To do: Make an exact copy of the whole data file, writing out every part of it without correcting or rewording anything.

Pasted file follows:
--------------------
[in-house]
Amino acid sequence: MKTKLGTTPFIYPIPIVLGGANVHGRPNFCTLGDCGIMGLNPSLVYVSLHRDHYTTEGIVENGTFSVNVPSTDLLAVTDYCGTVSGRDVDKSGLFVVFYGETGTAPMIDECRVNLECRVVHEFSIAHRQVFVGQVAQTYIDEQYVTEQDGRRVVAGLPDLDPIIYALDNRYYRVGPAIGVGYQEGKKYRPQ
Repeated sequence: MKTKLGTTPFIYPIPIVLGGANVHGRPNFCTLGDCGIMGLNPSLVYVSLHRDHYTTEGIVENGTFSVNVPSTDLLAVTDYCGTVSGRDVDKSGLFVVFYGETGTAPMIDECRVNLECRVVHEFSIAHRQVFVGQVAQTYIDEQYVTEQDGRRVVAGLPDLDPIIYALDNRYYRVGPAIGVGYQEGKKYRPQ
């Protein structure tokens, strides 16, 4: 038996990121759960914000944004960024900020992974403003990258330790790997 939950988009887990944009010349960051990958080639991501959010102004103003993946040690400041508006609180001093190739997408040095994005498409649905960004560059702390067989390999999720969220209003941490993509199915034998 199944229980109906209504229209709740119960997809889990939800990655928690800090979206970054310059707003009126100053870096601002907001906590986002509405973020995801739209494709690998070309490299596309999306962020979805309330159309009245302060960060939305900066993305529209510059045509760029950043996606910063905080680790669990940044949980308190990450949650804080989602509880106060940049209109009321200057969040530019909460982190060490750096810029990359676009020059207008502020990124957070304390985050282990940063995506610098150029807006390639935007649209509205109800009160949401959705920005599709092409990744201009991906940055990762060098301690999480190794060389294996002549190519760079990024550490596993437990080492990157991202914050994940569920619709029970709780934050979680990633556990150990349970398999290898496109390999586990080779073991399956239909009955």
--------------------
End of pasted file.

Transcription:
[in-house]
Amino acid sequence: MKTKLGTTPFIYPIPIVLGGANVHGRPNFCTLGDCGIMGLNPSLVYVSLHRDHYTTEGIVENGTFSVNVPSTDLLAVTDYCGTVSGRDVDKSGLFVVFYGETGTAPMIDECRVNLECRVVHEFSIAHRQVFVGQVAQTYIDEQYVTEQDGRRVVAGLPDLDPIIYALDNRYYRVGPAIGVGYQEGKKYRPQ
Repeated sequence: MKTKLGTTPFIYPIPIVLGGANVHGRPNFCTLGDCGIMGLNPSLVYVSLHRDHYTTEGIVENGTFSVNVPSTDLLAVTDYCGTVSGRDVDKSGLFVVFYGETGTAPMIDECRVNLECRVVHEFSIAHRQVFVGQVAQTYIDEQYVTEQDGRRVVAGLPDLDPIIYALDNRYYRVGPAIGVGYQEGKKYRPQ
């Protein structure tokens, strides 16, 4: 038996990121759960914000944004960024900020992974403003990258330790790997 939950988009887990944009010349960051990958080639991501959010102004103003993946040690400041508006609180001093190739997408040095994005498409649905960004560059702390067989390999999720969220209003941490993509199915034998 199944229980109906209504229209709740119960997809889990939800990655928690800090979206970054310059707003009126100053870096601002907001906590986002509405973020995801739209494709690998070309490299596309999306962020979805309330159309009245302060960060939305900066993305529209510059045509760029950043996606910063905080680790669990940044949980308190990450949650804080989602509880106060940049209109009321200057969040530019909460982190060490750096810029990359676009020059207008502020990124957070304390985050282990940063995506610098150029807006390639935007649209509205109800009160949401959705920005599709092409990744201009991906940055990762060098301690999480190794060389294996002549190519760079990024550490596993437990080492990157991202914050994940569920619709029970709780934050979680990633556990150990349970398999290898496109390999586990080779073991399956239909009955």